Sunday, December 14, 2008


The weather finally eased up and this morning is a still, dull, misty kind of a day. The bird feeders are busy again. Water is pouring off the moor, our little trickle through the pond and out down the side of the garden is something of a torrent.

In my sick bed (oh, so very sick, man flu? No, this is ... oh, a near death experience, at least - thanks for your concern Nick, it is definitely required) Asteroids finally paled and I read the latest British Birds. Poor old BOURC are getting a bit of a drubbing again on a number of fronts, I can never really understand all this passion over the list. Personally I think caution should be the watch-word and archeologically dodgy Eagle Owls and 'maybe' Bulwer's Petrels should be excluded from what is the definitive, scientifically justified list of birds of these fair isles. Actually there was a bit of cheering of BOURC in places as well as a number of jolly splits are in the offing so the list is nearing 590.

I once sat in the pub, The Britannia at Dungeness, with three observers of the two, at that time, accepted Irish records of Bulwer's Petrel (Reflected Glory points 119). Subsequently one of these records was consigned to the dustbin of history but the 1973 one is still considered good. It was interesting reading the observations of the three observers of the claimed Cumbria bird in 1990 as Bulwer's has always been a seawatching Shangri-La, not that I've even had a likely suspect off UK or Irish shores. However, over a two week period in Madeira and on a yacht down to the Salvegens I saw rather a lot of this species, even seeing a chick in the hand. The really striking thing about Bulwer's is the way it flies. Now I'd need to dig my notes out to give a good description but of the many I saw on that trip there was never any doubt because they negotiate the waves via a particularly striking flight pattern which if I recall correctly includes a frequent, but irregular sharp zig and then a zag to get the bird back on its original course. It is a flight that is so different from anything else that any seawatcher on a UK promentary would go "Expletive! Expletive! Expletive! Expletive!" because you would know immediately you'd struck gold (well, black and brown actually but never mind). Somehow I don't get the sense of this from the Cumbria descriptions and additionally the size, 25% smaller than a Common Tern, is just wrong. That the bird was in view at 600 - 800 metres (that's not too far out) for 7 or 8 minutes would indicate to me it wasn't really motoring in the way I'd expect a Bulwer's to be shifting. So disappointing chaps but there you go, you've probably got over it now anyway. For my money that bird was probably a Leach's, the description of the flight matches exactly what I would expect of that species in a heavy sea. And the lack of white in the rump? Well that can be the devil to see on some individuals in heavy weather. The long tail? Some weed or other detritus attached to it. Maybe I've got the wrong impression here from the little bits of description in BB but for what it's worth that's my ha'pence.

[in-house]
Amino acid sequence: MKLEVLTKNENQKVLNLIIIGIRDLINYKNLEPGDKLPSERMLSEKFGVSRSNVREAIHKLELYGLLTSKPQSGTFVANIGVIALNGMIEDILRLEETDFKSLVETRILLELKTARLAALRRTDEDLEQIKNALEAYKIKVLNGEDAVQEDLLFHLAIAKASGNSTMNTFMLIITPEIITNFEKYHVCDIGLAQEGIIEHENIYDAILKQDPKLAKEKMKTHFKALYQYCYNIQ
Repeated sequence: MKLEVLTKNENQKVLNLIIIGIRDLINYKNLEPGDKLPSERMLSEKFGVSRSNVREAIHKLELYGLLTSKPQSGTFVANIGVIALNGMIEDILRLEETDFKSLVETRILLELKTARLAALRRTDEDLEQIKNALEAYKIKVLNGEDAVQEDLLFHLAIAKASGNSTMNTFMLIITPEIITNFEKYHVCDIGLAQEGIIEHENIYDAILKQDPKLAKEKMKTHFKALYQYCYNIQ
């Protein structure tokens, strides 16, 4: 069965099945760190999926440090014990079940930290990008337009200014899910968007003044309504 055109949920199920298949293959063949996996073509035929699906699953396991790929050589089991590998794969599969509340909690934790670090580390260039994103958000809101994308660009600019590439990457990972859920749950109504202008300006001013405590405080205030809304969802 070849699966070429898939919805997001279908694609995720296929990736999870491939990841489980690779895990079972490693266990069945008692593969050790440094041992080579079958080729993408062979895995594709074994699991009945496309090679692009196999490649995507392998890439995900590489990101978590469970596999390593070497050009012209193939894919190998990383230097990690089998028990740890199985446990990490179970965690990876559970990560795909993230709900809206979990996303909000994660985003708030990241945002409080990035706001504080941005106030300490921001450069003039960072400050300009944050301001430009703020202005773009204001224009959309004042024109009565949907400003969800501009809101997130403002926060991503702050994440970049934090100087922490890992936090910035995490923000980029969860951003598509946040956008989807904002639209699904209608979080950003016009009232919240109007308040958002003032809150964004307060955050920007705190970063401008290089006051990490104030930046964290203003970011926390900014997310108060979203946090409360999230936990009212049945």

Had a bit of a search for some movie footage and there's none on YouTube and can't find any elsewhere, however, here's a link to some stills - first US record, Monterey Bay, 26th July 1998.

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